After the London bombings of 7/7, the image of a burned woman, her face covered in a gauze mask, quickly became iconic. Five years later, how is Davinia Turrell?
The 5th anniversary of the London subway bombings summons sober memories of a day of terror, in which 52 people were killed and more than 700 injured, and a renewed sense of caution set in. Today, survivors and families of victims will lay flowers by 52 steel pillars in Hyde Park.
It was, I think, the great Mister Rogers who advised parents, when faced with horror, to tell their children to "look for the helpers" - for out of any story of cruelty and carnage inevitably come other stories of heroism, unselfishness, and optimism.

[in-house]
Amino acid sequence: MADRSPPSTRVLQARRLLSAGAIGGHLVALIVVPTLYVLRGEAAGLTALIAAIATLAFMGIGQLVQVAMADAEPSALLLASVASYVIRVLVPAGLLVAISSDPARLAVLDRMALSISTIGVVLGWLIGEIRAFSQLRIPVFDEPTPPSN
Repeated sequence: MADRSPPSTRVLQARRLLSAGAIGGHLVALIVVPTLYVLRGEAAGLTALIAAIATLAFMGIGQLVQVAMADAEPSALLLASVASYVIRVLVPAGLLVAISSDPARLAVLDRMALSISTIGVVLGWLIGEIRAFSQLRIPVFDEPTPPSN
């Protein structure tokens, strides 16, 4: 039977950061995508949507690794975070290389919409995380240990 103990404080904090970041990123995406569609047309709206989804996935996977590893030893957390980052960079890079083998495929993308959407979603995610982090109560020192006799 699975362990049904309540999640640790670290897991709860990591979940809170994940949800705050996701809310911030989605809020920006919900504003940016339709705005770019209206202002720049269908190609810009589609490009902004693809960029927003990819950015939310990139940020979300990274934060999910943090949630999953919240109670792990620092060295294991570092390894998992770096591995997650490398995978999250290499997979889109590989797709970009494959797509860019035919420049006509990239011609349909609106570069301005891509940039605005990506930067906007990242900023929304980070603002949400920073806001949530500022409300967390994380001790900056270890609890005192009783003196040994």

One such story is that of the recovery of Davinia Turrell, who was injured in the Edgware Road bombings and became the unwitting "face" of the suicide attacks when her bandaged image became a grim byword. Now 29, the BBC reports that she goes by the married name Davinia Douglass. And, in a testament to the skill of London's Chelsea and Westminster Hospital, she is almost completely unscarred. In a show of appreciation for their work, she's backing the hospital's £50,000 fundraising appeal; for this reason, she has chosen the fifth anniversary of the attacks to share her recovery. The funds would ensure an onsite clinical psychologist for burn victims.
Also heartening, Douglass's statement to the Telegraph: "London is my home and I continue to use the Tube everyday."